Paul Rudd's Living With Yourself Reviews Are In, Here's What Critics Say About The Netflix Comedy

Paul Rudd looks in mirror Living With Yourself Netflix

Paul Rudd gives fans double the fun in Living With Yourself, a new Netflix series premiering this Friday October 18. There are only eight episodes in Season 1, and they are short -- only about 25-35 minutes each. That comes up in some of the reviews from critics who got to see all eight episodes in advance.

Living With Yourself follows middle-aged Miles Elliott (Paul Rudd) who is burned out at work and also struggling in his marriage to wife Kate (Aisling Bea). A co-worker suggests he head for a spa cleanse, and Miles discovers he's been cloned -- with New Miles (Paul Rudd) seeming to be better than Miles in every way.

EW's Kristen Baldwin gave Living With Yourself Season 1 a grade of B+, with these comments:

Living With Yourself is perfectly calibrated for binge-watching. Several of the episodes end abruptly, at the peak of cliffhanger tension, and the eight half-hour installments whiz by in a satisfying rush. We could all use a break from living with ourselves, so spend a few hours with Miles and Miles. You’ll come away refreshed.

TVLine's Dave Nemetz gave Living With Yourself a B, criticizing the story's failings toward the end:

The immensely likable Rudd puts his casual charisma to great use here in a boldly surreal, Charlie Kaufman-esque sci-fi comedy, and though it runs out of narrative gas in later episodes, the unapologetically weird concept and Rudd’s appeal make it worth sticking around to see how it all turns out.

Leslie Katz of CNET highlighted the deeper messages, while making some other pop culture comparisons:

It's like Black Mirror meets Big, with a bit of rom-com tossed in as Original Miles struggles to regain the affections of his once-adoring wife. But at its core, the thoroughly enjoyable Living With Yourself -- created by Timothy Greenberg, an Emmy-winning former producer of The Daily Show With Jon Stewart -- is about the ways we battle ourselves. It's about the voices in our heads telling us we're not good enough or smart enough or attractive enough or lovable enough, and an exploration of what enough really is anyway.

TV Guide's Tim Surette gave it a 3/5 said the push-and-pull of Miles vs. Miles 2 is played more for mild laughs than comedic deep thinking -- arguing Living With Yourself is to cloning as Netflix's Santa Clarita Diet is to zombieism: a great starting point, but an imperfect execution. Here's more of his take on the series:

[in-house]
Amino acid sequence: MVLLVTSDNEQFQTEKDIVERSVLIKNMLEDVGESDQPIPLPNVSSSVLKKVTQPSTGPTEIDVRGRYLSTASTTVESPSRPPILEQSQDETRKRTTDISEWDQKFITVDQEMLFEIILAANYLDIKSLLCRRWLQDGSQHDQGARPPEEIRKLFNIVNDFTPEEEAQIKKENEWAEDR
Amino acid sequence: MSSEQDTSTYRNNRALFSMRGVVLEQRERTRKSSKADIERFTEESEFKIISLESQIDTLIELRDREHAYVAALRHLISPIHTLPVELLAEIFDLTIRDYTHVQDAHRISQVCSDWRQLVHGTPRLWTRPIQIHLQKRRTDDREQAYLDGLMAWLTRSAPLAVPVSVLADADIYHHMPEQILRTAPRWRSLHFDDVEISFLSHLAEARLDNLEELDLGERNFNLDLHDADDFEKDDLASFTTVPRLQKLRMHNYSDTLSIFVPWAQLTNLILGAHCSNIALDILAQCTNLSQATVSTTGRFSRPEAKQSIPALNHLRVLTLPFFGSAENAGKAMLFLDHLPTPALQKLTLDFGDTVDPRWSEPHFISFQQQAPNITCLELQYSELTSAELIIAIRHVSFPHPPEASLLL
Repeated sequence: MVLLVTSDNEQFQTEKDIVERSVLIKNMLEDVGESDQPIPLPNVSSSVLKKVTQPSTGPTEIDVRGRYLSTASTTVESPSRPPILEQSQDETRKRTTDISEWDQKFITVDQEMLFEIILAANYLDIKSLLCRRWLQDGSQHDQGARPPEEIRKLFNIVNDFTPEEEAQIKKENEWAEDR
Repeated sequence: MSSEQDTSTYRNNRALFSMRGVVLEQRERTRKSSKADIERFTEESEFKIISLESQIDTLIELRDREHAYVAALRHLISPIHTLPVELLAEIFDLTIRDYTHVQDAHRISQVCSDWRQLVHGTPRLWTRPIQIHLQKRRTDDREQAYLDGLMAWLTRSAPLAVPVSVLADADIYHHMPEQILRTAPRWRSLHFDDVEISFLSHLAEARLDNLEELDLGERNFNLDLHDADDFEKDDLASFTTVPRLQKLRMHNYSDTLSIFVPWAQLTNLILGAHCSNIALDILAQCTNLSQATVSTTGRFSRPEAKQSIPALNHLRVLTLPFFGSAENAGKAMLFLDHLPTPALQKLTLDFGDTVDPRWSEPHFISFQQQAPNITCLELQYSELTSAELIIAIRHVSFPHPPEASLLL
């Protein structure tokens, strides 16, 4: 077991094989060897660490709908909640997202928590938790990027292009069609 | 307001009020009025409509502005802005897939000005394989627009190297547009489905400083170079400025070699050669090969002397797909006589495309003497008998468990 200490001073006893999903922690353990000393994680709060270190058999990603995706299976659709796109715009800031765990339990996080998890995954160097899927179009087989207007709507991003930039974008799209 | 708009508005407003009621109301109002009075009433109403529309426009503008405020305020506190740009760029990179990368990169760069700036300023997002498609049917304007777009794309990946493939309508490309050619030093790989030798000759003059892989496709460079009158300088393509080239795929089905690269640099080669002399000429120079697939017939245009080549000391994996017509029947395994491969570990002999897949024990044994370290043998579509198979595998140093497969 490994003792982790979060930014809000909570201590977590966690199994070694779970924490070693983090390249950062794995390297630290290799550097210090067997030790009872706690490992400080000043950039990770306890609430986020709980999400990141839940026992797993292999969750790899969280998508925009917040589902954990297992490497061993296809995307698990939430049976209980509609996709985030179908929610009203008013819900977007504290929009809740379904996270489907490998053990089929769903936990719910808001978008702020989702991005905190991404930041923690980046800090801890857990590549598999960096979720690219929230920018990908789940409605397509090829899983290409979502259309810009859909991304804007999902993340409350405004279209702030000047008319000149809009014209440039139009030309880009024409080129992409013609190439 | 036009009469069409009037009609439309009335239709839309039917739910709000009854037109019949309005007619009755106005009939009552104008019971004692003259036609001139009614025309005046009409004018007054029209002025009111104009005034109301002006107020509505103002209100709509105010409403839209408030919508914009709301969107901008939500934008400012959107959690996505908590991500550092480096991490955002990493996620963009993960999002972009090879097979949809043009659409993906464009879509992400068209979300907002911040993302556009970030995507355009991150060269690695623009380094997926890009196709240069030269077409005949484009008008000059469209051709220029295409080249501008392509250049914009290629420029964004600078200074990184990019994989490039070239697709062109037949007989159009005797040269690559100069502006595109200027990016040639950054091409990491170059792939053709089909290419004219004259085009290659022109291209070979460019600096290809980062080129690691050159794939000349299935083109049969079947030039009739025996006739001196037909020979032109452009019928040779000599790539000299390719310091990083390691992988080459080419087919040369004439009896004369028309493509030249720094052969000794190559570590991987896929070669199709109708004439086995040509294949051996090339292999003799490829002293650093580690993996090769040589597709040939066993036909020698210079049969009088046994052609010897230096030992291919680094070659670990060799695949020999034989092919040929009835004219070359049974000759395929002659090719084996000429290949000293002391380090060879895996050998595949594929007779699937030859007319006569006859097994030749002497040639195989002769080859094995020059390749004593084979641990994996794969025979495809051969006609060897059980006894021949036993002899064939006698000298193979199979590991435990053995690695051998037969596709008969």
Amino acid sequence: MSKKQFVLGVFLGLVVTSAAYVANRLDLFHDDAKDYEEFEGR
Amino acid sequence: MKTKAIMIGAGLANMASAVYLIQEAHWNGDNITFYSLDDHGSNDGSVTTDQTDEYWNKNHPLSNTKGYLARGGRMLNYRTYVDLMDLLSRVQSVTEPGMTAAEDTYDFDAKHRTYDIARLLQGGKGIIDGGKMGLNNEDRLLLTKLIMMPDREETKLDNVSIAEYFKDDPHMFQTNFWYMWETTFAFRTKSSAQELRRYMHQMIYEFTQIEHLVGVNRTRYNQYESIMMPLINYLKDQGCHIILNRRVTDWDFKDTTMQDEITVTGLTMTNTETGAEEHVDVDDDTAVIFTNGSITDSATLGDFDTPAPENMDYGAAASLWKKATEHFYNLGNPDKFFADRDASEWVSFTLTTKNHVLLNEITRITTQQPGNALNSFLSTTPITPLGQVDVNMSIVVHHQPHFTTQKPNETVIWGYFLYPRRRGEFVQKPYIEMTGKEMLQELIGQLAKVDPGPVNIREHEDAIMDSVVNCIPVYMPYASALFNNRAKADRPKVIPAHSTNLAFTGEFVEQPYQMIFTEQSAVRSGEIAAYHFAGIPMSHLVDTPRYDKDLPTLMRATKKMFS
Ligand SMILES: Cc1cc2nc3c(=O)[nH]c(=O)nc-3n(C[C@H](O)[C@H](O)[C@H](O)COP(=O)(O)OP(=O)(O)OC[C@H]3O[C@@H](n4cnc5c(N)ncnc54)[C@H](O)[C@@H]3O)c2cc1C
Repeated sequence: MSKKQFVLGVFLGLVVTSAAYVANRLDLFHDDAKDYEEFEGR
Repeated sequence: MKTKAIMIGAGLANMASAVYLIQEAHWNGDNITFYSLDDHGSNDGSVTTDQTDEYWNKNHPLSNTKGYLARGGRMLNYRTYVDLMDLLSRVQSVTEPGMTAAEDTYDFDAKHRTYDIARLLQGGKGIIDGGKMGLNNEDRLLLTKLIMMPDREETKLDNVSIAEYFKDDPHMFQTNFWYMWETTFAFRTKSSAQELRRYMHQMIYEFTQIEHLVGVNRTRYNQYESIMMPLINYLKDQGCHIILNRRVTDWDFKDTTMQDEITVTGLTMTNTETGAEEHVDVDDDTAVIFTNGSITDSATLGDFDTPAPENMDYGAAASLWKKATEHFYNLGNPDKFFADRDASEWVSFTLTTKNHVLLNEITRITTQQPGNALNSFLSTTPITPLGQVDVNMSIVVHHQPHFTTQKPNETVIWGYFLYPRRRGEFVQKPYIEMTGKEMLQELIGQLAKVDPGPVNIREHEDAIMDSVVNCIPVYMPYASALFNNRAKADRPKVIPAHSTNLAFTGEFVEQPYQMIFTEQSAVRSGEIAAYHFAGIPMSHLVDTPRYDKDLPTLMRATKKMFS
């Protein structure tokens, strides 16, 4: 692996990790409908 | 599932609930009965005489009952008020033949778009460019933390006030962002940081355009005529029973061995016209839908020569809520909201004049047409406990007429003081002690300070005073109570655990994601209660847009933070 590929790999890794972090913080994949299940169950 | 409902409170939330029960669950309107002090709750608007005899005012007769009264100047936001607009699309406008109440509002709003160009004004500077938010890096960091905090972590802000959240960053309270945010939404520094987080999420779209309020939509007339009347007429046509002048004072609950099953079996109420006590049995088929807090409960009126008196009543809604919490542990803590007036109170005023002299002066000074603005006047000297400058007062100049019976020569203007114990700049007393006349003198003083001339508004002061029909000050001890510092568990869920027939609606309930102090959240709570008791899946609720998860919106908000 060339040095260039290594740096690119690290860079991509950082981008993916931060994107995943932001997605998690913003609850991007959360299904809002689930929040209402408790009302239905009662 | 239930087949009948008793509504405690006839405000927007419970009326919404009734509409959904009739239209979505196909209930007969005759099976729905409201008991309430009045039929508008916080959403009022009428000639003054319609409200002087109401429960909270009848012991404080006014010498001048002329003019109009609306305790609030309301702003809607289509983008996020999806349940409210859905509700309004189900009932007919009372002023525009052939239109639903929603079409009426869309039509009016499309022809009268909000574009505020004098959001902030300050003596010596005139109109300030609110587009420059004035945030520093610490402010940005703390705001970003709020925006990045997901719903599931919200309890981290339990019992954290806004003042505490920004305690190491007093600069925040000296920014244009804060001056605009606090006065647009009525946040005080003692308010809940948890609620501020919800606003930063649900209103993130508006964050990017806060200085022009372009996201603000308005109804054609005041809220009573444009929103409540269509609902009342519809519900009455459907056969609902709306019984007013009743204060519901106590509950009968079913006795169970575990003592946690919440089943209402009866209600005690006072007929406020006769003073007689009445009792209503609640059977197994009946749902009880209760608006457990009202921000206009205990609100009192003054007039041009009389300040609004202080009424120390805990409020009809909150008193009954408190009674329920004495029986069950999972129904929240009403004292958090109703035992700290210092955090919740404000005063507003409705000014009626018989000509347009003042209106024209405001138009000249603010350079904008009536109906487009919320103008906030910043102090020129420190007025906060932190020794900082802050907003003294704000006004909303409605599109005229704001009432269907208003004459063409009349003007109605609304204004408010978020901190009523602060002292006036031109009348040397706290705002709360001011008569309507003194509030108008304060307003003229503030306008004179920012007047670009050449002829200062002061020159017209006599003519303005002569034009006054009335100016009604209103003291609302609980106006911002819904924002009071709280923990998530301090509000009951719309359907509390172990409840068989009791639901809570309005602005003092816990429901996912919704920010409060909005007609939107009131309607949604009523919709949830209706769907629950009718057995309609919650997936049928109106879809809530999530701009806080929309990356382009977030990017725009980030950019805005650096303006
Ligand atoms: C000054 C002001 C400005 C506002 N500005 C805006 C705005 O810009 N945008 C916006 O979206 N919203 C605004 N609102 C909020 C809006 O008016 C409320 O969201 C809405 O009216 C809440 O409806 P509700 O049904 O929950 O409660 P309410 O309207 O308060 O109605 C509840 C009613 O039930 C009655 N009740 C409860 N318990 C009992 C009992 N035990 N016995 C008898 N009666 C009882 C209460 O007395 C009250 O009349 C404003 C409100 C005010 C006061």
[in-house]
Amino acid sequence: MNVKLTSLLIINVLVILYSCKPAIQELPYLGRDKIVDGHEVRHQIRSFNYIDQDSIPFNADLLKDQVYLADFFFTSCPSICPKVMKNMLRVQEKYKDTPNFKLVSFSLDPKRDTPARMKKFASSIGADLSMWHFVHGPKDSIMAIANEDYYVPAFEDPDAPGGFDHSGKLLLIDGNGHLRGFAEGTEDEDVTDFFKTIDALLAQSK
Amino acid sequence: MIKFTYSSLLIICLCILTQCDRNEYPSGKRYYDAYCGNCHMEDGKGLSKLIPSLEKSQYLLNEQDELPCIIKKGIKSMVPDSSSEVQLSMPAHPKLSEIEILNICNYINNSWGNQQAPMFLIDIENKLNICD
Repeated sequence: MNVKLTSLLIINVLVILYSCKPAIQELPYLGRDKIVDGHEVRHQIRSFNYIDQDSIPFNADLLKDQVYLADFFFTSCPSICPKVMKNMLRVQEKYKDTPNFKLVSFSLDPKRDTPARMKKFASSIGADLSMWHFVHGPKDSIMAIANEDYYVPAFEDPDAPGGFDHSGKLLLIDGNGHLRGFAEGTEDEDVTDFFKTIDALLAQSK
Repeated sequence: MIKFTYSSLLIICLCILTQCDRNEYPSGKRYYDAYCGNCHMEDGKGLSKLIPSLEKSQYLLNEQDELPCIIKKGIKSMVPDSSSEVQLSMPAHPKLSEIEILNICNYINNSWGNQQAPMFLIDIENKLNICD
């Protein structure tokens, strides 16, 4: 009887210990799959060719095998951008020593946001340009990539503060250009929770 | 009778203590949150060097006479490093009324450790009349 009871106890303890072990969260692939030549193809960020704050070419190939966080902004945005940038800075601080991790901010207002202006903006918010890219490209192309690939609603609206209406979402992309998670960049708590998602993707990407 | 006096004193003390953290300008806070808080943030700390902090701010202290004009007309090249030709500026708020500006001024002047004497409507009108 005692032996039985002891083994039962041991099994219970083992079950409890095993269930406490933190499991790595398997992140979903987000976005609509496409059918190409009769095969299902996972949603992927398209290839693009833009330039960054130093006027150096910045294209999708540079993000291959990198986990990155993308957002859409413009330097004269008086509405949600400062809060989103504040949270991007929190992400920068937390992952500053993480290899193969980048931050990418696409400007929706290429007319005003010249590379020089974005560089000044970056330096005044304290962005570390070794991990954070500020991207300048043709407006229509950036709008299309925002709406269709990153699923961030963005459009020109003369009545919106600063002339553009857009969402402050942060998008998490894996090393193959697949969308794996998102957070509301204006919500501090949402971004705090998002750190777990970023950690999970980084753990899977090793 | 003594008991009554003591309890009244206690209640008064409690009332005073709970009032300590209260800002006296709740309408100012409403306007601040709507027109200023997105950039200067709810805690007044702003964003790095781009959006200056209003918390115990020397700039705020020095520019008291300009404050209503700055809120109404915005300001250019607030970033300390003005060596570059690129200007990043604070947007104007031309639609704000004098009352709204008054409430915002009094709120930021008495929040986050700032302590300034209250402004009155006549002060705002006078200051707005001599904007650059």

I was never bored with Living With Yourself, but as the zany problems mounted as the series progressed, I felt like Miles watching his potential slip away. That's particularly apparent in the disappointing finale, which reels in red herrings to move the plot along and ends on a reveal that leaves things open to a second season without going into too much detail of what that will look like. If you're a Rudd fan, keep your expectations tempered and you'll be happy.

I'm sure Paul Rudd fans will tune in just to see double the Paul Rudd. Eight short episodes doesn't really seem like enough for a full TV season, but I haven't seen the show yet myself. Hopefully enough fans are interested -- and Marvel's Ant-Man star Paul Rudd has enough time -- to return for more in Season 2.

Here are more Netflix originals still to come in 2019. Keep up with everything still airing on TV this year with our handy 2019 fall TV premiere schedule.

Gina Carbone

Gina grew up in Massachusetts and California in her own version of The Parent Trap. She went to three different middle schools, four high schools, and three universities -- including half a year in Perth, Western Australia. She currently lives in a small town in Maine, the kind Stephen King regularly sets terrible things in, so this may be the last you hear from her.